By the time I was born Patti Smith had already released several full-length records, her debut album preceding me by more than twenty years. The seventies were undoubtedly the poet and musicians’ most creative years with four album releases. So how did the tune, the poetry, and the badassery of Patti Smith find its way into a millennial ears and heart?
Admittedly, my father, with his music taste and enormous record collection introduced me not only to Patti Smith but to several other artists who still flicker across my headphones (on a volume he would probably scold me for) on daily basis, from Led Zeppelin to Eric Clapton and The Talking Heads. More specifically, the first time I heard a Patti Smith song, was at a gig of my father’s band. And no, this it not the moment where the daughter cringes because some middle aged men on a stage cannot let go of their teenage dreams, but a whole lot of fun. And yes, I am probably their biggest fan for introducing me to many bands through their cover versions and for showing me that no matter the age you can still have a whole lotta fun on stage. Anyways, back to Patti. Of course it was Because the Night, her probably biggest commercial hit and a collaboration with Bruce Springsteen, they covered.
Just like this I was infected. I dug out the worn out records out of the seemingly endless treasure chest of LPs my parents still store in my childhood flat. Horses, Radio Ethiopia and Easter are works of genius. The fierce no-fucks-given attitude of the singer and her incredible talent for writing poetry amazed me from the beginning. Her unhinged performance and expressive vocal presence really strike a chord within me. No matter if it is a ballad or a punk-rock single that will shatter your eardrums with noisy guitars and aggressively shouted lyrics, there is no doubt that this is music. Especially, her experimental songs like Chicklets and Poppies as well as Ain’t It Strange have always resonated with me. Her almost uncontrolled vocals slip from high-pitched to deep and soaring within the same syllable creating the unique sound of the artist.
Riding the ‘Wave’
But today I want to talk about one of her less critically acclaimed records. Among the confident artistry and hinge for experimentation of the previous records, Wave has a more commercial sound and is, therefore, oftentimes criticized as a less creative work of the songwriter. And yes, I have to admit that, depending on my mood, even I tend to give Easter another spin before I turn to the doomed fourth record. Yet, I see it as strangely underrated. The love song dedicated to her husband ‘Frederick’ is not something that you would expect from a punk rock icon of the 70s. Nevertheless, its catchy piano melody and Smith’s heartfelt vocals confessing her love publicly, move. This might be a song for a sunny day instead of a track for the rebellion, but this does not at all make it a faux pass. In the same way her cover of The Byrds’ So You Want to Be a Rock N Roll Star and Dancing Barefoot are loaded with a lighter mood.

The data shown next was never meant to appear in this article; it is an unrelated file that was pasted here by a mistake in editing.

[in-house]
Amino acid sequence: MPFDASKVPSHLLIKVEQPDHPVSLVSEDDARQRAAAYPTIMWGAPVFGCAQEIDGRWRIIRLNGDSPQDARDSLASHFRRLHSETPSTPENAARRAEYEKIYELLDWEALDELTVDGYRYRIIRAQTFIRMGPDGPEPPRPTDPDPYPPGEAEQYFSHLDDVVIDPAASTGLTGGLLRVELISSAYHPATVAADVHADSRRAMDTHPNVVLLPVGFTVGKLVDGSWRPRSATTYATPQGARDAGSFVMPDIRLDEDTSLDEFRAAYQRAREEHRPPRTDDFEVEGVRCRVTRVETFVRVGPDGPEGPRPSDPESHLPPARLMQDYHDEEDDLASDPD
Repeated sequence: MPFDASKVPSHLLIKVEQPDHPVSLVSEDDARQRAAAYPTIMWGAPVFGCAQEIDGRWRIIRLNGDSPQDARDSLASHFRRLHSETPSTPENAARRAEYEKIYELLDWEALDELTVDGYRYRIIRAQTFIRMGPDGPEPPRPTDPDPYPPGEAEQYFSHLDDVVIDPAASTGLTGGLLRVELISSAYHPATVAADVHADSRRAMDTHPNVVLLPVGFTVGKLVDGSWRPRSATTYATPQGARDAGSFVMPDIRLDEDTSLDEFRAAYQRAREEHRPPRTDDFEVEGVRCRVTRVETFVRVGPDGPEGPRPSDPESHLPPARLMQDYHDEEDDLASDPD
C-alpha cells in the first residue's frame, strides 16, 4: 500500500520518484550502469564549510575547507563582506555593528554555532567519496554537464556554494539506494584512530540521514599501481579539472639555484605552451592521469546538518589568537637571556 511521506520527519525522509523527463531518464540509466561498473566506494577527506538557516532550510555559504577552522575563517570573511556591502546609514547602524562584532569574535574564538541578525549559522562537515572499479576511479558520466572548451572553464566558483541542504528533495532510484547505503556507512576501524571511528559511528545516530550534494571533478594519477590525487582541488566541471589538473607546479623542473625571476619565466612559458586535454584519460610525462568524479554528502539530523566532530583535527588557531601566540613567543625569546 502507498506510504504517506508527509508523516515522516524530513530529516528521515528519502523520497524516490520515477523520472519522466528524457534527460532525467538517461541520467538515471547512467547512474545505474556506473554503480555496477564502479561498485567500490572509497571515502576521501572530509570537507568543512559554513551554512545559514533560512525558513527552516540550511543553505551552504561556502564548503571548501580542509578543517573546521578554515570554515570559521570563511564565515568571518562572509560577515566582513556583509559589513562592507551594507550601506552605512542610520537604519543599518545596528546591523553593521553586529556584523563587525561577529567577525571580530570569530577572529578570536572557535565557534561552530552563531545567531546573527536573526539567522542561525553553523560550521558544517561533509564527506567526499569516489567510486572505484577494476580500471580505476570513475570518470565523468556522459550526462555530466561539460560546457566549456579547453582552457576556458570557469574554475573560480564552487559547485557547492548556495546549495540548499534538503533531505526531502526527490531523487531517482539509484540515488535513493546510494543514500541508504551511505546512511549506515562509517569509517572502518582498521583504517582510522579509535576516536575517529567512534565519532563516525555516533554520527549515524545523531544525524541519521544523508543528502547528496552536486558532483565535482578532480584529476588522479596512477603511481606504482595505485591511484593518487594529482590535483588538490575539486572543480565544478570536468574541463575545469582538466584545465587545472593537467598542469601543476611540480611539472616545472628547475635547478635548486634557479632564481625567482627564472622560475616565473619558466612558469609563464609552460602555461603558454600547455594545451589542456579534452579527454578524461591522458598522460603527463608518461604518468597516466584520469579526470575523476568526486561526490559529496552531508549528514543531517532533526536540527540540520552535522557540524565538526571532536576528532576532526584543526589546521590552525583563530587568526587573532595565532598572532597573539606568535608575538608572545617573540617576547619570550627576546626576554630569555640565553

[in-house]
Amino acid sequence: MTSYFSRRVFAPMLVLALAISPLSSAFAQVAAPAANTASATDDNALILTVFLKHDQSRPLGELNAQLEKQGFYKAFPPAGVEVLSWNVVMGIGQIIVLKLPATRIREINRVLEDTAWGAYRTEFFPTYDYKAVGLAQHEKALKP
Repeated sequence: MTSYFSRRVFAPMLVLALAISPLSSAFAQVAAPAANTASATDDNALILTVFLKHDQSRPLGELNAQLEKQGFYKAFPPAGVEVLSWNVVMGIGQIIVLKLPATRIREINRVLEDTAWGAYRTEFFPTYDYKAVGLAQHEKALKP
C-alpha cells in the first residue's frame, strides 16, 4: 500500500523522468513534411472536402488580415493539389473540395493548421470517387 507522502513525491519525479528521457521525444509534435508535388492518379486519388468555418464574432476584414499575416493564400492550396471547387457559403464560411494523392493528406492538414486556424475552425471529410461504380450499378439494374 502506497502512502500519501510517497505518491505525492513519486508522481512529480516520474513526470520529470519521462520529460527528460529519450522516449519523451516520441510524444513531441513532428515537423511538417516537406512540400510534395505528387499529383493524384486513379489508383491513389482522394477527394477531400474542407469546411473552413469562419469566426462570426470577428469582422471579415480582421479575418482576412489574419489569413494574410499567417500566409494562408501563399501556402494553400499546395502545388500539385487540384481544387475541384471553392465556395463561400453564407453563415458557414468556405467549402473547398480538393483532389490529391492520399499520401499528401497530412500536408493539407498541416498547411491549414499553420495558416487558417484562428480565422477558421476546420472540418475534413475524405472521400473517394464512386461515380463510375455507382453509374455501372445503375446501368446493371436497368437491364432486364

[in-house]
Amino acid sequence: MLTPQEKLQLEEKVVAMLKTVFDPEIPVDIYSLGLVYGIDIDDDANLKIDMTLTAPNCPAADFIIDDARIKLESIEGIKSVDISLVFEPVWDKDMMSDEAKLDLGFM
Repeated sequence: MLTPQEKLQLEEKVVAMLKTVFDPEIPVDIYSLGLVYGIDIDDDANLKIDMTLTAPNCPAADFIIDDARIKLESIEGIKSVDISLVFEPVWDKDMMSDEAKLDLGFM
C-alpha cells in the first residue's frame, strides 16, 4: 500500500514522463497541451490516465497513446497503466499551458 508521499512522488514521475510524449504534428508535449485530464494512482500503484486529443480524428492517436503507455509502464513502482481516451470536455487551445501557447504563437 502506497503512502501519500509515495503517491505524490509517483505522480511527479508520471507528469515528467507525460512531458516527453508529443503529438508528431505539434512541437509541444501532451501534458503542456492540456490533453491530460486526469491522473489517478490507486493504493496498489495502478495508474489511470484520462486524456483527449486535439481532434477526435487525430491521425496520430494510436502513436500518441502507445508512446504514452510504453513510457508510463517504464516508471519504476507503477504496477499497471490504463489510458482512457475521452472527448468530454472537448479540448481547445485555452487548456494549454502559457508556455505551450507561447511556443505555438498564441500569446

To me this shows the transformation of an artist and not the decay of her creativity. Fighting to make a living on the streets of New York as an artists accompanied by friend and lover Robert Mapplethorpe, I would imagine strikes a darker, more rebellious and aggressive tone, than engaging in a happy relationship and finally gaining an audience for one’s art.
‘What’s Your Name, Son?’
And even on Wave, Patti Smith’s attitude is everything but gone. The angry rock-heavy track ‘Citizenship’ is among one of my all-time favorite tracks. In classic Smith manner, Patti’s smoky vocals are like untamed creatures taking on their own life to express the feeling of loss of identity and not belonging in the 70s. ‘What’s your name, son?’ she cries demandingly over accelerating guitars and crashing drums as the track peaks in noisy hard rock. The shouts still go underneath my skin every time I listen to the song. For five minutes I wait for the raging storm Patti Smith unleashes towards the end, just to turn up the volume a little bit more to fully immerse myself in the destructive beauty of a rebellious cacophony.
Today I feel Citizenship is just as contemporary as it was back in the day. The struggles with finding one’s identity have not gotten easier with the introduction of technology into our daily lives, not even to mention the ongoing refugee crisis, taking the lyrics literally.
‘Won’t you give me a lift / A lift on your citizen ship.’ is a brilliant metaphor for not fitting in and an unsettling prediction of our current situation.
Painting with words
Another track I would like to draw attention to, is the song Smith originally wrote for the metal band Blue Öyster Cult. Wave contains her very own rendition of the vocals to Fire Of Unknown Origin. With laconic raspy drawls she turned it into an uneasy ballad conveying a sense of impending doom. Her pained cries are almost animalistic. She howls with such raw expression, it shoots a shiver down my spine. The minimalistic instrumentation puts the focus onto the voice. And Patti Smith knows how to capture your attention with her words. It is no wonder as her musical career started out as a spoken word poet. And the talent for captivating with her voice has not left her on Wave. Slurring the vocals, spitting them angrily, stretching single words into sheer infinities, Patti Smith truly is an artist of the word. She smears every letter onto an aural canvas painting something between abstraction and detailed portrait of an issue.
Wave might not live up to the previous experimental outbursts of the artist, but it sure as hell is not any more or less poetic and musical. And it will not cease to be one of my favorite records anytime soon. Happy 40th birthday!